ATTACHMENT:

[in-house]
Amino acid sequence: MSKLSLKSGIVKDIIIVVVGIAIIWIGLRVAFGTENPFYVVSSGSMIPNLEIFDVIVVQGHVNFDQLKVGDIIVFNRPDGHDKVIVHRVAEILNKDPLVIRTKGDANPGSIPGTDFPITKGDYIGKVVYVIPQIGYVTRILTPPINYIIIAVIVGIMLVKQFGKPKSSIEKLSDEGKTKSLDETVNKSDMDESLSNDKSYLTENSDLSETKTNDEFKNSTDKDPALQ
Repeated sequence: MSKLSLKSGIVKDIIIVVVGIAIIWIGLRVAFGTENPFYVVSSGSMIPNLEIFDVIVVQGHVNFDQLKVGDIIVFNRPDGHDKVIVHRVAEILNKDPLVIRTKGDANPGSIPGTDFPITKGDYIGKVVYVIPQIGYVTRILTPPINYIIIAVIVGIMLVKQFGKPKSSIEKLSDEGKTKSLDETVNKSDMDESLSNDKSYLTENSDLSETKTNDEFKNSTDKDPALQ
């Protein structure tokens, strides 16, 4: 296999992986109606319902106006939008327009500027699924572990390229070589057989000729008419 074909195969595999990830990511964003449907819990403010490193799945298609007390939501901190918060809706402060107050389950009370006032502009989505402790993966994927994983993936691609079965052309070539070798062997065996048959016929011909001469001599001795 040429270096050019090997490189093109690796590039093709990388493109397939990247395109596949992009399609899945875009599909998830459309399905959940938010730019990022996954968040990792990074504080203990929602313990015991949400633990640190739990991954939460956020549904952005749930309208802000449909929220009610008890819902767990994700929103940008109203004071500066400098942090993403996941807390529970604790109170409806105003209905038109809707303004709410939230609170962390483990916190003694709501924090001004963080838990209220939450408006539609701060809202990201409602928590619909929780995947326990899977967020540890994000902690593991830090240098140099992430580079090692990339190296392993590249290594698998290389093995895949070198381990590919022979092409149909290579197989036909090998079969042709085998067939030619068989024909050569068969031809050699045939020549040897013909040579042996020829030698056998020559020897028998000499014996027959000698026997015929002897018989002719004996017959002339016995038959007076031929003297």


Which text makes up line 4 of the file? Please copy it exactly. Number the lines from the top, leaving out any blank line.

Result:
């Protein structure tokens, strides 16, 4: 296999992986109606319902106006939008327009500027699924572990390229070589057989000729008419 074909195969595999990830990511964003449907819990403010490193799945298609007390939501901190918060809706402060107050389950009370006032502009989505402790993966994927994983993936691609079965052309070539070798062997065996048959016929011909001469001599001795 040429270096050019090997490189093109690796590039093709990388493109397939990247395109596949992009399609899945875009599909998830459309399905959940938010730019990022996954968040990792990074504080203990929602313990015991949400633990640190739990991954939460956020549904952005749930309208802000449909929220009610008890819902767990994700929103940008109203004071500066400098942090993403996941807390529970604790109170409806105003209905038109809707303004709410939230609170962390483990916190003694709501924090001004963080838990209220939450408006539609701060809202990201409602928590619909929780995947326990899977967020540890994000902690593991830090240098140099992430580079090692990339190296392993590249290594698998290389093995895949070198381990590919022979092409149909290579197989036909090998079969042709085998067939030619068989024909050569068969031809050699045939020549040897013909040579042996020829030698056998020559020897028998000499014996027959000698026997015929002897018989002719004996017959002339016995038959007076031929003297």